Saturday, January 12, 2008

Banker to the Poor 2 - Book Review

Banker to the Poor
By Muhammed Yunas
Public Affairs Press (Perseus Books) 1999, 2003, 2006
Grameen Bank
Nobel Peace Prize 2006
National Geographic
Excerpt - Chapter 4
More on the Nobel Prize

I finished the book on Thursday, and I really enjoyed it. For those of you who have never heard of Micro-Credit, the idea is that very poor people can borrow small amounts of monrey to buy raw materials to make goods, and then sell their goods to whomever they choose, and for whatever they can get - thus making a profit. No credit check, no collateral, no down payments required.

In 1976, Muhammed Yunus (Ph.D) was an Economist Professor at Chittagong University in SE Bangladesh. Not far from the campus was a village called Jobra. He went to visit one day and asked the villagers how they were surviving. They said they were not, because the loansharks were not paying them enough to both live on and buy more raw materials. Yunus asked them how much they needed to survive. They gave small amounts - the equivalent to $2, $5, $7 and so on. Yunus said they could ask for more if they wanted it, but they only ever asked for what they absolutely needed to survive. So Yunus paid out (the equivalent of) $27 to several villagers, and in a matter of months, every villager had paid him back what he or she had been given.

In Bangladesh, before micro-credit came along, the poor villagers would have to borrow money from the loansharks, and this put them into vicious cycles, because they could never earn enough to live on or to buy more raw materials. The way it worked was like this. The villager asks the loansharks for money. The loansharks would lend the small amount of money, but only with the proviso that the applicant sells the finished items to the loanshark. The loanshark usually paid a pittance to the villager - barely enough for them to survive, let alone make a profit. The loanshark is then free to sell the item for whatever he can get.

So Yunus decided to start a "bank" that would loan these small amounts to the villagers. When he went to talk to commercial banks asking for "seed" money to start this idea, they laughed at him.

Villagers dont have any collateral.
Villagers will never repay what they borrow.
Villagers are too stupid to know what to do.
Villagers dont know how run a business.

The banks were discriminating against their own people. Which is why the poor people (anywhere) can never rise above poverty as long as the banks and government bureaucracy KEEP them there. Poverty will NEVER disappear as long as the discrimination and red-tape continues.

Yunus goes onto describe the battles he had with the Bengali government, and the religious leaders. When he started hiring female workers to work in his banks, he was told that he was doing a bad thing, because women in Islam do not work. Their families would get bad reputations if the girls started working. Good Muslim girls get married and have families. That is the Muslim way. That is what Yunus was told. Yunus is also a Muslim, but he was always secular, not religious.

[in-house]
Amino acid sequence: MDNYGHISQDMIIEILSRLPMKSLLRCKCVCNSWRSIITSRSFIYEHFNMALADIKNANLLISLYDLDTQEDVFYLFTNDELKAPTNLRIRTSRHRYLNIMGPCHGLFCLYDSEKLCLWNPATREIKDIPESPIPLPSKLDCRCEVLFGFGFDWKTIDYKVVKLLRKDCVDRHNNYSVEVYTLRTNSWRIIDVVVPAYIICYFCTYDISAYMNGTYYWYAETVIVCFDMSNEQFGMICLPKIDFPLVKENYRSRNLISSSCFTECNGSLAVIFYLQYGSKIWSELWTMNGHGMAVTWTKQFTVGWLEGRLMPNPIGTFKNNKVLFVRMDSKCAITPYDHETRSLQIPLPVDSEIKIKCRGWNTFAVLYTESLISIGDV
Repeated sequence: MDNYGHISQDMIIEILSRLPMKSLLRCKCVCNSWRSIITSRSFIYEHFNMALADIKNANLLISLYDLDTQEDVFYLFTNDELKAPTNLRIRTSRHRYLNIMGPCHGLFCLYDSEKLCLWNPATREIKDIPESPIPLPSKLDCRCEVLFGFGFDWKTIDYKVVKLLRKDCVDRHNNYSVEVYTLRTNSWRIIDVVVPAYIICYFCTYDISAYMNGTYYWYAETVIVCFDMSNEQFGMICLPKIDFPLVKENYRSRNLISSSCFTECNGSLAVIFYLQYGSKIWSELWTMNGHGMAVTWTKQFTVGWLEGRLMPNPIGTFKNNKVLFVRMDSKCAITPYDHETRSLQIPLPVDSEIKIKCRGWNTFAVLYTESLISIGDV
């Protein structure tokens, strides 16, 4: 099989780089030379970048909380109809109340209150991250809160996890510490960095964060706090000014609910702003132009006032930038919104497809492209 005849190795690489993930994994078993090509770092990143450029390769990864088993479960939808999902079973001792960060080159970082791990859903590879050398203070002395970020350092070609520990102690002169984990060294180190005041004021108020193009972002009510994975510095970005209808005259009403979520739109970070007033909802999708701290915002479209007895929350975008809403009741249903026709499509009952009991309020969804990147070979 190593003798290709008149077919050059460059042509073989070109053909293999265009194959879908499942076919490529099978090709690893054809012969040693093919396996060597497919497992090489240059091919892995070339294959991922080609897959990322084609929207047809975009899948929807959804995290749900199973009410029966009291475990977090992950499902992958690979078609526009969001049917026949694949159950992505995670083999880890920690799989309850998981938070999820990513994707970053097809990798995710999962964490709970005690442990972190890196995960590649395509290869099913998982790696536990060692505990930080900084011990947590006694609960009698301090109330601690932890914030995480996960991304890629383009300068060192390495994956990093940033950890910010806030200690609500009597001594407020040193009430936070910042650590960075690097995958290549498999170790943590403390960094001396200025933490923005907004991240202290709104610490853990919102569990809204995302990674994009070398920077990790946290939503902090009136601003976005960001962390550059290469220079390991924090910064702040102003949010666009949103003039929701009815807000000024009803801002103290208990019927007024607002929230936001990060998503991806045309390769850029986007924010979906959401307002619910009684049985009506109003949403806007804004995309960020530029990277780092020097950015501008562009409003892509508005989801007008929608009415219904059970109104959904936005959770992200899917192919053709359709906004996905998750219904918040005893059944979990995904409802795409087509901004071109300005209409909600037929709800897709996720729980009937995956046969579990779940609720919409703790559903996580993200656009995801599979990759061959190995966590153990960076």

The Grameen Bank now has 95% of their clients fully repaying their loans. A weekly repayment plan is set up, and every villager keeps to it, because they know that if they default, they will never have another chance to get ahead in life. This is their ONE chance to drag themselves out of exteme poverty.

The Grameen bank has now expanded to providing other services such as telephones, internet, education & health insurance. There is a Grameen Foundation based in Washington DC. The Grameen Foundation's mission is to empower the world's poorest people to lift themselves out of poverty with dignity through access to financial services and to information.

After I posted the brief review of this book on Thursday, I was very surprised to receive an email from the Grameen Foundation in USA telling me that Dr Yunus had recently published a new book.

Greetings! My colleague forwarded onto me your blog entry regarding Banker to the Poor. We are happy to see your interest in microfinance. We wanted to alert you and your readers that Dr. Yunus has recently released a new book, Creating a World without Poverty. This new book has been getting media attention worldwide, including his appearance Thursday night on the Colbert Report on the U.S. cable channel Comedy Central. In support of his book, Grameen Foundation, which was founded with his support and interest, has created a Web site for those interested in learning more about social business. We are in the final stages of launching a blog where those who have read the book can discuss the issues raised in this book. On behalf of Grameen Foundation, I invite you and your readers to explore Dr. Yunus new book, and leave your thoughts on our blog.

And as I said before, this book was read for the Around the World Challenge.

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